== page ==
A documentary road movie about nuclear missile silos in the inner Western US. A father, haunted by nightmares of nuclear apocalypse, takes his wife and two kids on a road trip to revisit the places his own parents had brought him to as a kid. The killer moment for me: I remember in my high school senior history class reading about how before testing the first nuclear bombs in the US the scientists were like “hmm this might set the atmosphere on fire and obliterate all human life on earth…” but they did it anyway, and I remember being so shaken by that fact. And this film brings up this point, then also clarifies how so much of US nuclear testing was animated and justified as a clamoring to figure it out before the Nazis did. And this fucking movie drops this fact, like, “We know now that a month before the US tested nuclear bombs that the Nazi scientists had come up against the same atmosphere-destroying concern in their research, and they brought it to Hitler, and Hitler was like “What, no, we should absolutely not take that risk.” And they didn’t move forward with developing nuclear weapons." And just the energy in the theatre, it was so intense for all of us be hit with that fact. I am certain this knowledge has changed my life.
Overall the film was quite jarring in it’s vivid clarification of the US’ deep-seated evil, plus I did have some enduring critiques of the cishetero perspectives and privileges of the film. The wife, Erin, is credited as a co-director but has very little noticeable voice in the movie, and at first we thought maybe it was a little self-aware moment. The film is called Nuclear Family after all, they seem to be making jabs at nuclear power and the normative family structure. But the way that the husband, Travis, dominated the supplementary interviews we watched seemed to support our critique. Plus, now being a person squarely working in the childcare field, I couldn’t help but imagine how much of the familial labor was being put on Erin, while Travis set up the tripod and the audio and all that. But! Still a very compelling film, the discussion Olivia and I had afterward went on for days. I would strongly recommend seeing it!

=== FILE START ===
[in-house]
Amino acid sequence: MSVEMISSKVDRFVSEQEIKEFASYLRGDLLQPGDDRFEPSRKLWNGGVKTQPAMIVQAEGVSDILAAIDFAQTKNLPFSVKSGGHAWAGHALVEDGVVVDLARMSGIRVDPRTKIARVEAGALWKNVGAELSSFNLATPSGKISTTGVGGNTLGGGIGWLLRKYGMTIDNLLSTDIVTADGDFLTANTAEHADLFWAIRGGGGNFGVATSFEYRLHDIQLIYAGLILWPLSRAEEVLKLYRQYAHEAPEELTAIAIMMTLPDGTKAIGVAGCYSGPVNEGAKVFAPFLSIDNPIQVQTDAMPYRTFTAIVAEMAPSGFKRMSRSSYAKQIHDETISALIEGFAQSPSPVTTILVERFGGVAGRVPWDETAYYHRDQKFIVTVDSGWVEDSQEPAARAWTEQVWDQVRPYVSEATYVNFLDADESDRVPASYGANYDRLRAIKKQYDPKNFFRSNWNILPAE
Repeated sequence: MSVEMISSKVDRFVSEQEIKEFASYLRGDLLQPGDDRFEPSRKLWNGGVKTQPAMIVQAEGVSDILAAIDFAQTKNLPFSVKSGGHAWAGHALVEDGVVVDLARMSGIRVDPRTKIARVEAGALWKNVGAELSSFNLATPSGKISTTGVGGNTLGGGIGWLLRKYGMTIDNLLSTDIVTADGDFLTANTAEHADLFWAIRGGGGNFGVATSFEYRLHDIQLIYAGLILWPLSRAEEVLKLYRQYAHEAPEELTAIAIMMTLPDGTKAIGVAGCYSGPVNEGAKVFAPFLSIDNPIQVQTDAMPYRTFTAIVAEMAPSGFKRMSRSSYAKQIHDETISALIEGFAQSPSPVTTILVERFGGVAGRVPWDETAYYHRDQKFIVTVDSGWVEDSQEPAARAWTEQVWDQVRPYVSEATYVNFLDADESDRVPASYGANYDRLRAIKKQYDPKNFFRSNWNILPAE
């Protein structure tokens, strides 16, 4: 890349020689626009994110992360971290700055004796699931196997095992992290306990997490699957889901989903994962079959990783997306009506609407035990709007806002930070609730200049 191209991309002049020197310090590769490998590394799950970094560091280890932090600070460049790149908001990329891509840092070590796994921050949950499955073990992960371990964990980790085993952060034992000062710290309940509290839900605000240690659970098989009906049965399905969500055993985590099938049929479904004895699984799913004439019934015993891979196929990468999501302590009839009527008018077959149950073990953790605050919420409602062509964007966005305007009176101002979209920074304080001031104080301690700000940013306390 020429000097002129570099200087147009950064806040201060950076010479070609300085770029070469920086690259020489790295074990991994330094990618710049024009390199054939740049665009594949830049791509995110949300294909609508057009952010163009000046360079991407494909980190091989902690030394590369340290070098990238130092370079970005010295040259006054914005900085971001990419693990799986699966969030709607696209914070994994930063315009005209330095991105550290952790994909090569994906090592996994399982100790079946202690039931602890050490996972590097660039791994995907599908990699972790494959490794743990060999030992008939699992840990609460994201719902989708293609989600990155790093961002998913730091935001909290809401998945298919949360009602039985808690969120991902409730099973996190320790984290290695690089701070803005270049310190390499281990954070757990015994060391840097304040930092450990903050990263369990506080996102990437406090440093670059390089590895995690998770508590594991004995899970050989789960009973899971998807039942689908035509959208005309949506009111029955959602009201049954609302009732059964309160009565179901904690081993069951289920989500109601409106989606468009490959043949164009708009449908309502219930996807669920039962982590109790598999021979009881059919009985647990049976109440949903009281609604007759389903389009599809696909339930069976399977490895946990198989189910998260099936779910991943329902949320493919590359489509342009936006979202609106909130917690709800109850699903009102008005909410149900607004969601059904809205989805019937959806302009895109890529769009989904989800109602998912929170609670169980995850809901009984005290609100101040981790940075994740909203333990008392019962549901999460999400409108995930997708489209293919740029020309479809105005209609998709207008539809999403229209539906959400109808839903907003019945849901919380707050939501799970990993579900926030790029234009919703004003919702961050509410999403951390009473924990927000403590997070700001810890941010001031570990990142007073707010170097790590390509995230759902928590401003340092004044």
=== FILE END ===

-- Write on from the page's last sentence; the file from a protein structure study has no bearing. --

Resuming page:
A wonderful documentary about two lesbians who fell in love in the Ravensbrück concentration camp, then managed to find each other afterwards and live a long beautiful life together. The frame of the film is through the eyes of an investigative filmmaker encouraging Sylvie, the granddaughter of the late Nelly, to fully come to terms with the things in Nelly’s archive she hasn’t been able to look at until now. I appreciate it as a way into the story of the archive. It’s nice to see Sylvie confront not just the depth of misery at Ravensbrück, but to acknowledge that the friend her grandma lived with was in fact her lover. We get to see other interesting perspectives too; Another relative, queer herself, feeling affirmed to have a connection with another person like her. An older woman who was a child at Ravensbrück, who remembers having her life saved by Nadine. Her daughter is with her, named Nadine to honor a swear she made all those years ago. And a historian who speaks to the importance of explicitly expressing these histories so that they can be realized as real in the social world. I was left wanting more about the story of how the film was made, because the filmmaker does insert himself at the beginning and explain how he was drawn to this story, but that was the extent of the meta-level storytelling. He seemed to haunt the film as a guiding force, but didn’t seem like a present character. Easily my favorite piece though was how Nadine loved cameras, so throughout the film we get to see so much touching footage of their normal life; having dinner parties with their gay friends, eating soup, things like that. There were so many shots she took of Nelly where you could feel that loving lesbian gaze in the old reels, vivid and just as alive as the day they were filmed. Such a touching film, we could hear sniffles and tear-wiping all around us in the theatre.